The sensitivity to UV light is only half the story as to why wet plate images seem to glow and have intense depth. Dylan uses a dark glass substrate for his pieces (ambrotype) or metal (tintype) which produces a positive image right out of the camera. The areas that were light in reality reflect back to you in the form of the chemicals remaining on top of the glass. The unexposed areas are removed by the developer and appear dark by the very medium the image is formed on. This dual layer image creates literal depth compared to a 2-D image printed onto paper. Back in the day, the effect was further magnified by using a thicker glass with dark coating only on the back side. The photographs are mounted for safe keeping because, just like other positive images like Polaroids, they are one of a kind creations that can only be copied by scanning them and printing them out.
Dylan is one of only a couple hundred photographers who can still do wet plate photography. Typically it’s used by hobbyists and those seeking to give an antique photography experience like at Civil War re-enactments. Dylan chose to take it to new levels by mixing the old and the new. Primarily a wedding photographer, he has used the wet plate method to do some pretty cool things at weddings and styled shoots. Because the whole process takes so long, it’s not feasible as the only photography method on a wedding day. (For that he’s an incredible digital photographer and videographer). What it does superbly is artistic and impactful portraits and still lifes. I’m particularly in love with the ability of wet plate photographs to make a couple in their wedding garb look intensely present and ghostly. A wet plate photograph will draw you in and absolutely must be studied. Therein lies the true value to me.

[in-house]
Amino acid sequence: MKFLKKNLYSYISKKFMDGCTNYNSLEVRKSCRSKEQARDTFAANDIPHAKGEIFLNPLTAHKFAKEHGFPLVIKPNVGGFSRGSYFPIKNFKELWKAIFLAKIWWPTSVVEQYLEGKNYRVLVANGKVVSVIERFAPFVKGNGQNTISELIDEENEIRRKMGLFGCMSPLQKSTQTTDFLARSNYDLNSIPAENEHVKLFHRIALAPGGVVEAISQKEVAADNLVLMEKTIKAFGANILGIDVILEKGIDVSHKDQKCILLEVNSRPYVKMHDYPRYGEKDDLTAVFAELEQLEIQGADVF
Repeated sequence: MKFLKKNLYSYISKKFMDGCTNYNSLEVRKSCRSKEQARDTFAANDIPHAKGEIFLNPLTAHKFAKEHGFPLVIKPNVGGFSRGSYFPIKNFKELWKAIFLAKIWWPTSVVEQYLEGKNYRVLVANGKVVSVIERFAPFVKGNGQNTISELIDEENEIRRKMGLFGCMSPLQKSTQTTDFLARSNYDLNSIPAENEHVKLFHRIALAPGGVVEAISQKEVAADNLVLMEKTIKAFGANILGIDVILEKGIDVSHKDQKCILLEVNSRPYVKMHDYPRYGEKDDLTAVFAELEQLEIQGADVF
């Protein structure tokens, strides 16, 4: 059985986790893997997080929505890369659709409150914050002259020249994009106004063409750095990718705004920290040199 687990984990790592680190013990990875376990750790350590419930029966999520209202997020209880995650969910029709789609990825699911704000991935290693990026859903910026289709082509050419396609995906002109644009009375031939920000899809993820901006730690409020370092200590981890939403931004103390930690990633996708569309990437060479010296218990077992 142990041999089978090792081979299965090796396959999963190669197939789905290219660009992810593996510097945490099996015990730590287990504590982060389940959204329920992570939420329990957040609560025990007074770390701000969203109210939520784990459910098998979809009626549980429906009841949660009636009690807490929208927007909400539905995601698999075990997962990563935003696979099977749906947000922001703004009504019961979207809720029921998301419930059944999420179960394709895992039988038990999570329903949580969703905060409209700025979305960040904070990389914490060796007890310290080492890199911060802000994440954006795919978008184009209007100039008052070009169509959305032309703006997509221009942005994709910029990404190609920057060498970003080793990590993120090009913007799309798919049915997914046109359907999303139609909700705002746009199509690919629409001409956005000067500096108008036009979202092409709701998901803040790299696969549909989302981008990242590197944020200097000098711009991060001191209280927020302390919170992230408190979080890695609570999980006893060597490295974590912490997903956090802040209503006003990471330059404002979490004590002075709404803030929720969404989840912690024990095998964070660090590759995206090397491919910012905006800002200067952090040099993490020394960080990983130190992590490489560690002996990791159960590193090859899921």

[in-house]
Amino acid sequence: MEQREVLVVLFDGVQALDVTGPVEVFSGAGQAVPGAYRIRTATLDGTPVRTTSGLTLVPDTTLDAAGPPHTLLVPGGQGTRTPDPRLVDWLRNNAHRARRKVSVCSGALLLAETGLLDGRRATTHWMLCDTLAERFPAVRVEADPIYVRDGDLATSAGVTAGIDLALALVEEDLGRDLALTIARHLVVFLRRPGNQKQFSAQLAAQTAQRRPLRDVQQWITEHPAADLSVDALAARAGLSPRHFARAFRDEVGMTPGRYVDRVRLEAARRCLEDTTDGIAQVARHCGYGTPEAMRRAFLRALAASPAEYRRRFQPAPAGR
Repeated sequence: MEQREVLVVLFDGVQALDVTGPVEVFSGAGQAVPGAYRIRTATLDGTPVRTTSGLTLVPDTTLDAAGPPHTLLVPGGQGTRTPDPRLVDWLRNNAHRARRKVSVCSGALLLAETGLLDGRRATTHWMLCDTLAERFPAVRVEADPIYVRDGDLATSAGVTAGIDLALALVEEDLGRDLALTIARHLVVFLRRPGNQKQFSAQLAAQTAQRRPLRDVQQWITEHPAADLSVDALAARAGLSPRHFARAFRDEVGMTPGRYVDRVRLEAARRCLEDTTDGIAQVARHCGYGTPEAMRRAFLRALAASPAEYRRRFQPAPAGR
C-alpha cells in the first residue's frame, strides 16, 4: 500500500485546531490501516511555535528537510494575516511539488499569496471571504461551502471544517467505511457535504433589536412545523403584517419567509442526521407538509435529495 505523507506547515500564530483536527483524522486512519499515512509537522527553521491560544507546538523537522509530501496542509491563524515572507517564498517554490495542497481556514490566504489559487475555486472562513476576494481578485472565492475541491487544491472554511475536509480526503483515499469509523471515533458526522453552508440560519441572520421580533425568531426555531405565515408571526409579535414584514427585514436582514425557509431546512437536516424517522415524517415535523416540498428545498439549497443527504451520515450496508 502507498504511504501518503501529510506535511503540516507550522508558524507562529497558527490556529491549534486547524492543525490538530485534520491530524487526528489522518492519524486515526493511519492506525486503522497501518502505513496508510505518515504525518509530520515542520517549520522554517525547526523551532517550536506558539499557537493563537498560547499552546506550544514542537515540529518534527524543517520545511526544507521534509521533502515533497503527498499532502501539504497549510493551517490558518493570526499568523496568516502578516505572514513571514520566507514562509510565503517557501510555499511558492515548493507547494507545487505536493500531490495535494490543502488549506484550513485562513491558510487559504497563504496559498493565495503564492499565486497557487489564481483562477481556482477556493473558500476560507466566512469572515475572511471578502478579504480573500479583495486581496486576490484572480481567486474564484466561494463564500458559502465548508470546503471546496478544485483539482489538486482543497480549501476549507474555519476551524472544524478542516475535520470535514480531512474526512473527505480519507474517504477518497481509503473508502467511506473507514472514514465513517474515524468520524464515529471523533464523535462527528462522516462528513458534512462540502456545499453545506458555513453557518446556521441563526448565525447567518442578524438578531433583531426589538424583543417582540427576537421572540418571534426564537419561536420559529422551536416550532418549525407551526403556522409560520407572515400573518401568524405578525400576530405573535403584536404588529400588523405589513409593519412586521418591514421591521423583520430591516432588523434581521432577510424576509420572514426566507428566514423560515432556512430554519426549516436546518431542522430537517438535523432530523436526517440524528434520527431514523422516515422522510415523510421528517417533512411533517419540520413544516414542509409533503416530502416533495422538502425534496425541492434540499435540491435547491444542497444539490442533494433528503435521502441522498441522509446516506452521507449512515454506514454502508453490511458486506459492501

The Neighbor’s Project Art Show and Charity Auction:
In another modern application of the antique method, Dylan undertook The Neighbors Project to photograph Denver’s homeless population. He explained that his goal was to show the individuals as they wanted to be seen. He portrays the reality of Denver’s homeless instead of either the grizzly or romanticized extremes that prevail in the art world. Using a captivating medium helped add beauty to what were intentionally plain portraits of ordinary people who happen to be homeless. The enticing, one of a kind photographs help to lure the viewer into the story of each person and are an innovative take on raising awareness and understanding. As someone who had a relative that was homeless in Denver, I have come to have an greater understanding of the myriad reasons for homelessness and the “normalcy” of those who live life this way. I encourage everyone to check out his work!
His art show for Neighbors will be this Friday, March 27th at 6:00PM at Studio Denver. Tickets are only $5 and proceeds go to the St. Francis Center where Dylan met the individuals in his photos. Additionally, there is a film and book that can be purchased.
I wanted to do an art project that wasn’t artist self-wankery and something that could directly help a few people. I wanted to use wet plate collodion but it wasnt till I got further into the project that the process itself is an allegory to being homeless. It is a slow process that you must shoot and develop all at once without letting the photograph dry out. A main struggle for the homeless is the constant waiting. Wet plate is also a random and imperfect process. It is extremly hard to produce the same result each time. Similar to the personal stories of the homeless. Everyone has different reasons for being homeless and different things to overcome to get out of it. It is also a forgotten process and many of these people feel the same; forgotten.
My main job is photography and cinematography for weddings. This project was great for building dicipline and very different from the frantic pace of a wedding. It has made me more methodical, resulting in more purposeful digital images. No longer firing off hundreds to pick 1, I slow down to visualize, and shoot that one final image. – Dylan Burr via The Neighbors Project website